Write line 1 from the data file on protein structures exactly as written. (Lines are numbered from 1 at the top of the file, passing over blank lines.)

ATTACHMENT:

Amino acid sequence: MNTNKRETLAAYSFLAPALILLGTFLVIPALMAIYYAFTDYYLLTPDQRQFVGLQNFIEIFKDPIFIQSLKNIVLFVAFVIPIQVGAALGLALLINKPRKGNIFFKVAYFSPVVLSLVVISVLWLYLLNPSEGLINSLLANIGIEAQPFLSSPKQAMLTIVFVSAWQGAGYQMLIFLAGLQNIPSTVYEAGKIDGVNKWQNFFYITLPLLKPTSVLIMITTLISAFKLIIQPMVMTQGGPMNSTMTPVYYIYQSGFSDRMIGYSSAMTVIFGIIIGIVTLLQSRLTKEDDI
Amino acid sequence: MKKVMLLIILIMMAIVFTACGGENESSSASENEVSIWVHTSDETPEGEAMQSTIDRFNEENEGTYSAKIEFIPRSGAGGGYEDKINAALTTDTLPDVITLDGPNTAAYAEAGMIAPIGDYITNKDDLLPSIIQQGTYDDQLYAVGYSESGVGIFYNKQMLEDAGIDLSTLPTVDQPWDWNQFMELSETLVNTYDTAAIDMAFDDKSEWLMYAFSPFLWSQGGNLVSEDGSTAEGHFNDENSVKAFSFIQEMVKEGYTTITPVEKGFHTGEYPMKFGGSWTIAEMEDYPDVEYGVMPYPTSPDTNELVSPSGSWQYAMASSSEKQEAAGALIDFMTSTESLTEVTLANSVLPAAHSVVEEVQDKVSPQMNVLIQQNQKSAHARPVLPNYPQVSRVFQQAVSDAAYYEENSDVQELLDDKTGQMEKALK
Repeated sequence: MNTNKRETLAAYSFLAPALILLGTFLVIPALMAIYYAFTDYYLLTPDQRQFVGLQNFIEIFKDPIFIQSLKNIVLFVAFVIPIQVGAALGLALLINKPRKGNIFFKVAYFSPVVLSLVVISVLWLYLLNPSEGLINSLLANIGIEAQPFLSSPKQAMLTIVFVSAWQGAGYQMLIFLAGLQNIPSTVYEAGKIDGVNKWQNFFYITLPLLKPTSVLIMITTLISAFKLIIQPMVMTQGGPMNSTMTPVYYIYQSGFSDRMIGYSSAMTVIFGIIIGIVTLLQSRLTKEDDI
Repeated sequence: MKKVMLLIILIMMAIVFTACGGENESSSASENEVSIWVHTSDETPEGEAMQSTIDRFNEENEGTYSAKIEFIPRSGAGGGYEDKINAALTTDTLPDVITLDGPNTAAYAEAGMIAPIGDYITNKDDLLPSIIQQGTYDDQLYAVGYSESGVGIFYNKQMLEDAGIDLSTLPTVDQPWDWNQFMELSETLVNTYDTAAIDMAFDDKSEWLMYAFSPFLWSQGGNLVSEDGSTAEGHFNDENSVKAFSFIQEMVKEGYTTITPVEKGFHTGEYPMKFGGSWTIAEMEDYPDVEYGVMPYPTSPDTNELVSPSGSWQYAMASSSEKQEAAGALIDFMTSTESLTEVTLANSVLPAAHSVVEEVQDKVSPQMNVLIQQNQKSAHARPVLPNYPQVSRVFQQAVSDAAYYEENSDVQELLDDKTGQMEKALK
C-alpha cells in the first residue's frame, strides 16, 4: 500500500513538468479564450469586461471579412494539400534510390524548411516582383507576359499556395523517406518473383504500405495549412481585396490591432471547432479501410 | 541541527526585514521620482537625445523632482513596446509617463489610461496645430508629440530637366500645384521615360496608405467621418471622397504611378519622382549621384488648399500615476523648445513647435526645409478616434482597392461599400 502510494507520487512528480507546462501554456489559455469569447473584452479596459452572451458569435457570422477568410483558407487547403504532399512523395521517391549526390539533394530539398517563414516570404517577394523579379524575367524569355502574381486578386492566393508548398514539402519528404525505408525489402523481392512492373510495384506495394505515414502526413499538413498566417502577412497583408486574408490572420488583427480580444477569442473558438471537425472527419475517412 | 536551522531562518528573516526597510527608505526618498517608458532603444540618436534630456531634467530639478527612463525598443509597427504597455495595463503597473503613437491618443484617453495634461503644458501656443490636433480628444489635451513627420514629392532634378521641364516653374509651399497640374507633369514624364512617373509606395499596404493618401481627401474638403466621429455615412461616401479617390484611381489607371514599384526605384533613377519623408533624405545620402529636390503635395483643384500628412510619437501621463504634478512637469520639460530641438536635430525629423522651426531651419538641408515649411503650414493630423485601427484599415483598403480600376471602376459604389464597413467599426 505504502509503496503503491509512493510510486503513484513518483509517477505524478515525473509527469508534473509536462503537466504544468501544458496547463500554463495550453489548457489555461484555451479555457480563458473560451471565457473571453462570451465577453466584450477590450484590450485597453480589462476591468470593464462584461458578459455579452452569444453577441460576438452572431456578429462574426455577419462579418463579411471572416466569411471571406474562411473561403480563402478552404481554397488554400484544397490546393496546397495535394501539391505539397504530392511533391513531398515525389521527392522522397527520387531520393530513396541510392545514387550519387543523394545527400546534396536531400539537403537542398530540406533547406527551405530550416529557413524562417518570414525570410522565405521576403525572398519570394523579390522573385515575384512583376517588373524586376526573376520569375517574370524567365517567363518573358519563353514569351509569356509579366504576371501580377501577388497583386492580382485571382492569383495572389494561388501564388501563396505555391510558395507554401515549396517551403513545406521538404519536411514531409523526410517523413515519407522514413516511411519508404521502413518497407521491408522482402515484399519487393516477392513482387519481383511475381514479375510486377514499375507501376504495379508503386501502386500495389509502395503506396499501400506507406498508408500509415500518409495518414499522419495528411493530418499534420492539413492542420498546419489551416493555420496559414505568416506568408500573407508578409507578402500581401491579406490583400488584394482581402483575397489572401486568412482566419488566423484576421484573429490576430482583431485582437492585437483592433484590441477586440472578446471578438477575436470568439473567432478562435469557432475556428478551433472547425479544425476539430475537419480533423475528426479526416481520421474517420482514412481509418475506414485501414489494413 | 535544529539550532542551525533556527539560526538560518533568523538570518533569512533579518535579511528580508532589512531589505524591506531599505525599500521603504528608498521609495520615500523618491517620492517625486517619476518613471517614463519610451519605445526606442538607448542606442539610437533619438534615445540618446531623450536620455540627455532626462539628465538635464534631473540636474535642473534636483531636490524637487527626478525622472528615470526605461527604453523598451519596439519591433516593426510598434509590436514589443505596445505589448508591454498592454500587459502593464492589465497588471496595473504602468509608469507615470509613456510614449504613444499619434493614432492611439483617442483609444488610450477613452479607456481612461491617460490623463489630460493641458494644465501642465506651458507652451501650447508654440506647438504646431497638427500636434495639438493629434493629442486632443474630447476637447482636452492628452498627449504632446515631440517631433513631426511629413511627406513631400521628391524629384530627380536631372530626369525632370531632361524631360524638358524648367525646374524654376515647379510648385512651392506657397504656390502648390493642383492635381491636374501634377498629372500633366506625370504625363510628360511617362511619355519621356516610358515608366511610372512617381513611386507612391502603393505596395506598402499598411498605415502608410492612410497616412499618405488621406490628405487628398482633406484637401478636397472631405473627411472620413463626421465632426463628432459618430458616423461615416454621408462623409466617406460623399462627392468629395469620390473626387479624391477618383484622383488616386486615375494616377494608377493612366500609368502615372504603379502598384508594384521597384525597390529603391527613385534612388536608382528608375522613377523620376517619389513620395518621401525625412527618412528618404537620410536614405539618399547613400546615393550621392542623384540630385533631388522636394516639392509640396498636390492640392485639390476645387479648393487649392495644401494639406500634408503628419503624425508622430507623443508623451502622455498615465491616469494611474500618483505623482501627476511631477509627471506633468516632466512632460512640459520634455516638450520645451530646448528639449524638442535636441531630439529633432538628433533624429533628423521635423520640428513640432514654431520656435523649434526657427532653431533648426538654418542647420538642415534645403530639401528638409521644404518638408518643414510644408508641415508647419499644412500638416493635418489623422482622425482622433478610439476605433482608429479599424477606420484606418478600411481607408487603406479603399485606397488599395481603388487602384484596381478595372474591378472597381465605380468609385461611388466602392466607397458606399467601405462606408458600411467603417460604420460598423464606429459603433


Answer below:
Amino acid sequence: MNTNKRETLAAYSFLAPALILLGTFLVIPALMAIYYAFTDYYLLTPDQRQFVGLQNFIEIFKDPIFIQSLKNIVLFVAFVIPIQVGAALGLALLINKPRKGNIFFKVAYFSPVVLSLVVISVLWLYLLNPSEGLINSLLANIGIEAQPFLSSPKQAMLTIVFVSAWQGAGYQMLIFLAGLQNIPSTVYEAGKIDGVNKWQNFFYITLPLLKPTSVLIMITTLISAFKLIIQPMVMTQGGPMNSTMTPVYYIYQSGFSDRMIGYSSAMTVIFGIIIGIVTLLQSRLTKEDDI